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Language stays restart this summer after two years of turmoil

No more 100% idleness holidays for children, and especially for teenagers. Because after the Covid-19 shutdown, the demand for language travel is picking up again this summer. A recovery which is explained by the desire of parents to bring their children up to standard in the language, knowing that their oral practice has been affected by distance schooling during periods of confinement or class closure.

“The language course is seen as an important educational supplement for parents. It allows you to practice the language orally in everyday situations, to give students self-confidence. Moreover, some even find themselves dreaming in the language they are learning at the end of their stay! », Comments Sabine Bonnaud, General Delegate of the National Union of Educational, Linguistic and Language Training Organizations (Unosel), which brings together 60 players in the sector.

“We are really relaunching the machine this summer”

And if parents are ready to break the bank to offer a “very good trip” to their children, it is because they believe that the formula is 100% winning: “A language stay is the best way to progress rapidly. It is also a human experience that one remembers all one’s life. Because it is often one of the first opportunities for a teenager to discover another culture and develop his autonomy,” adds Xavier Obert, president of the Nacel organization. Parents are less hesitant to book a stay this year, in particular because it is easier and less risky: “Travel restrictions linked to Covid-19 have been lifted in most countries, and insurance allows you to be reimbursed or postpone your stay in the event of contamination”, continues Xavier Obert.

As a result, the booking figures are affected, even if they have not yet returned to the level of 2019. “We are really relaunching the machine this summer. We recorded 3,600 reservations for accompanied stays (compared to 6,000 in 2019), and 1,350 for individual stays, compared to 1,500 in 2019,” says Xavier Obert. “Summer is looking pretty good, even if we are still far from the 2019 figures (- 38.5%). Individual stays leave much faster than supervised stays,” observes Sabine Bonnaud.

England, queen of destinations

Where are these budding linguists going? “The destinations that work best are those located in Europe. Especially since it is currently difficult to redo your passport in many cities in France,” says Tony Debord, manager of Totemia.com, a language travel booking platform. England is still the number 1 destination, followed by Ireland and Malta. The latter being highly appreciated because it is cheaper and served by low cost companies. Spain, Germany and Italy come far behind. In Great Britain, “cities like London, Canterbury, Brighton, Cambridge and Oxford are the most popular,” observes Tony Debord. Outside Europe, Canada and the United States are the two leading destinations for middle and high school students.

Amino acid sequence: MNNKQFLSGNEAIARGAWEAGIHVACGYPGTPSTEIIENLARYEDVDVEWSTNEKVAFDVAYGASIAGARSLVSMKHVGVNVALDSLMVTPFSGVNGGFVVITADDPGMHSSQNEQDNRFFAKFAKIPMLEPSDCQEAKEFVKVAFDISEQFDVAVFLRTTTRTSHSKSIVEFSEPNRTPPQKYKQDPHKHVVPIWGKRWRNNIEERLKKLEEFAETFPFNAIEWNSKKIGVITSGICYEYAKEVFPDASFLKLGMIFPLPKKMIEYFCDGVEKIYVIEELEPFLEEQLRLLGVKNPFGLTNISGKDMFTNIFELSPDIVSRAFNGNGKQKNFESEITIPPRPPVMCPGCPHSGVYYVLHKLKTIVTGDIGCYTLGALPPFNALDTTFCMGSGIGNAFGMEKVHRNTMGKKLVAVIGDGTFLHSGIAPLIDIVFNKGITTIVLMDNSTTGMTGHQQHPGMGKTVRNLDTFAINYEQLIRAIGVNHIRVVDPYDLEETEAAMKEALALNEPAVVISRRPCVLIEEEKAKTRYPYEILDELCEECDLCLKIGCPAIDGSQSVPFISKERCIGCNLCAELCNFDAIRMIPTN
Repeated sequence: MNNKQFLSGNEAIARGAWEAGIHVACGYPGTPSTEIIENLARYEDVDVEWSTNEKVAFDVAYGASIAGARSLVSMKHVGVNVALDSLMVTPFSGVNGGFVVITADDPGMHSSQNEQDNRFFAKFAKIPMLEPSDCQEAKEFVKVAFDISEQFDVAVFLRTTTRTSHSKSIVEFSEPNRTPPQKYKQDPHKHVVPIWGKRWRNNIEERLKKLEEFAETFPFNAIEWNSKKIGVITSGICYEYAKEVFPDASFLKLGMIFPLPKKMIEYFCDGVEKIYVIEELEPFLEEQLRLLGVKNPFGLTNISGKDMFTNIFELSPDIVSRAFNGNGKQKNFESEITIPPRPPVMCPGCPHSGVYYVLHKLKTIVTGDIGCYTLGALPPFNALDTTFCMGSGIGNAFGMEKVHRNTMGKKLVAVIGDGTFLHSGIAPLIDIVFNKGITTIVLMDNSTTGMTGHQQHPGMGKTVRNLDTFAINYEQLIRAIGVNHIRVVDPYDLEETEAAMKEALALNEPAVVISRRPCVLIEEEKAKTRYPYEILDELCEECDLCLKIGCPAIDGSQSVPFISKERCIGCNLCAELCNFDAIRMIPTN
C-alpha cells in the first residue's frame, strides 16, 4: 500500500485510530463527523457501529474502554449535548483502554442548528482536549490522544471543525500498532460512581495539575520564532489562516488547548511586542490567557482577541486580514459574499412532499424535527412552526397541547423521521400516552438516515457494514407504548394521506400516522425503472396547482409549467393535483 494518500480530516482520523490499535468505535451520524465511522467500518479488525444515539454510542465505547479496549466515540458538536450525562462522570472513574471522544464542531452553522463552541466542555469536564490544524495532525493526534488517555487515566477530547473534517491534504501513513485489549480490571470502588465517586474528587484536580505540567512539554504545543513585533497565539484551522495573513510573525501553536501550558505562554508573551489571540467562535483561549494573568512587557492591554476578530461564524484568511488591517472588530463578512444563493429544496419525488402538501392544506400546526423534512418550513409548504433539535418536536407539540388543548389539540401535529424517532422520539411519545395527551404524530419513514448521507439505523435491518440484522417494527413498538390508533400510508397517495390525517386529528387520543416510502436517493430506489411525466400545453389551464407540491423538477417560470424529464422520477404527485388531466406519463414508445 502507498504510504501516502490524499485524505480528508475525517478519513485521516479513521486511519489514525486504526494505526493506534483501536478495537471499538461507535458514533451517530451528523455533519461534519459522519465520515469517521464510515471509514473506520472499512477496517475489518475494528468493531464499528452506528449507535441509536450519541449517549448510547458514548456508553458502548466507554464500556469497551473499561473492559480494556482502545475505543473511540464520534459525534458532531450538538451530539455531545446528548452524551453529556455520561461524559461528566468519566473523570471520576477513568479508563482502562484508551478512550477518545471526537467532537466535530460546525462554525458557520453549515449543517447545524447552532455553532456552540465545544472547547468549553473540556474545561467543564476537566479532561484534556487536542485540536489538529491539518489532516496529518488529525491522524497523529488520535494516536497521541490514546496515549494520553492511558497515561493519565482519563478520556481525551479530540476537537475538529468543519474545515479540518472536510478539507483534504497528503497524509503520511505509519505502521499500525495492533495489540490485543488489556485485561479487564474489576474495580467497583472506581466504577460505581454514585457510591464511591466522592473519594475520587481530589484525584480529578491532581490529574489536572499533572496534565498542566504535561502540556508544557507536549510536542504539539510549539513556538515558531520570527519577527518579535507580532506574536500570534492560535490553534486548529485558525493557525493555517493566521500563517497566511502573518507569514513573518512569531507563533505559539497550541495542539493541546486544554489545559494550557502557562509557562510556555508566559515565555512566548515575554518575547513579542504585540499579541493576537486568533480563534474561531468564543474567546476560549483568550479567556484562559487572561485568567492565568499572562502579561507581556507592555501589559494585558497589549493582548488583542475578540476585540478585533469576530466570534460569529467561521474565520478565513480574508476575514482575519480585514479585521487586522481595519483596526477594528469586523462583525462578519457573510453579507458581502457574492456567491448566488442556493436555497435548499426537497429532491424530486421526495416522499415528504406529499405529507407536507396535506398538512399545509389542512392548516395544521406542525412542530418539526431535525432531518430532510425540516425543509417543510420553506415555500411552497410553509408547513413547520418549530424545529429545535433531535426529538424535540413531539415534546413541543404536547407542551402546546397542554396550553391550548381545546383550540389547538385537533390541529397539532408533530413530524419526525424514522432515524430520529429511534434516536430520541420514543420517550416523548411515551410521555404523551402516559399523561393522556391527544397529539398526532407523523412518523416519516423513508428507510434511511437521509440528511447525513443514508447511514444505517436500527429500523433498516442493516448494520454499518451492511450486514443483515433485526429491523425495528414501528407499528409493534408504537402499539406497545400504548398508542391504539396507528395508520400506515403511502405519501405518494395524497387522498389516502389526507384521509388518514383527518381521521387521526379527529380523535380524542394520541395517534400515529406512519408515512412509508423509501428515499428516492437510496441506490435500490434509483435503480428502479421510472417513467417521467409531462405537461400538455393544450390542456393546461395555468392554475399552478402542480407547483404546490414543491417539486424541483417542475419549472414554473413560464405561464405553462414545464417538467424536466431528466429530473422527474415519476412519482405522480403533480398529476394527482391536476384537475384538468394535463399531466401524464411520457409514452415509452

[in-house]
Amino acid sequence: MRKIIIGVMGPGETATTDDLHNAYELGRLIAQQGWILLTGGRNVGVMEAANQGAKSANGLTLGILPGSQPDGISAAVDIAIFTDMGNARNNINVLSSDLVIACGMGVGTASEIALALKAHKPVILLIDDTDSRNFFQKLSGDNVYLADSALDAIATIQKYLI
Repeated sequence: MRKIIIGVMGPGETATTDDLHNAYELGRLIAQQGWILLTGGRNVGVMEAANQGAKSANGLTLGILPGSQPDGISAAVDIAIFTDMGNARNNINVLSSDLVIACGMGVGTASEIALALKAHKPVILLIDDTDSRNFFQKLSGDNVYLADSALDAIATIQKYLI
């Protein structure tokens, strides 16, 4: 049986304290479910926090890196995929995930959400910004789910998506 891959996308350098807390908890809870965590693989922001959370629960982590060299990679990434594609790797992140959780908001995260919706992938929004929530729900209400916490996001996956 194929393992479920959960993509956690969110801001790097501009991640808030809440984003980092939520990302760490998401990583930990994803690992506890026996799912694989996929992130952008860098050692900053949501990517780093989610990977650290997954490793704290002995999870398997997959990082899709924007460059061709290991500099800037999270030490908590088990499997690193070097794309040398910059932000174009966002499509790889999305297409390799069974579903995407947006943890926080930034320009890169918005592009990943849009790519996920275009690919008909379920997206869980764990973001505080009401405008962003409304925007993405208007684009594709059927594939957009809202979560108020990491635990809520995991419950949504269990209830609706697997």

The most widespread formula remains the accompanied stay with lessons in the morning in a language school, sports or cultural activities in the afternoon and collective accommodation or homestay. Especially for teenagers aged 13 to 17, who form the bulk of the battalion of starters. “Pupils who are about to enter second and final year are particularly well represented, because parents want them to progress in language before the start of the school year”, notes Sabine Bonnaud.

A luxury for many families

The one-to-one formula, which offers total immersion in a family or with a teacher, is chosen more by students and adults. But there are other types of stays. Summer camps, where children and teenagers are welcomed in Anglo-Saxon summer camps, but without language lessons. Collective themed stays: football, rugby, theatre, musicals… But also stays in France, where young people are accommodated in an Anglo-Saxon family or in a holiday village, with language lessons and activities on the program during the day. “This formula is often chosen for the youngest, because it reassures the parents, who are often on vacation next door,” says Tony Debord.

However, language stays are still a luxury that not all families can afford. Especially since we must expect to pay more for them this year. “The increase in fuel prices and airport taxes, not to mention inflation, explains this increase,” says Xavier Obert. Rates are extremely variable depending on the organization, the destination and the formula chosen. “The average basket for a stay in England is between 800 and 1,200 euros per week,” says Sabine Bonnaud. But by booking early, parents have had time to study the offer and compete.

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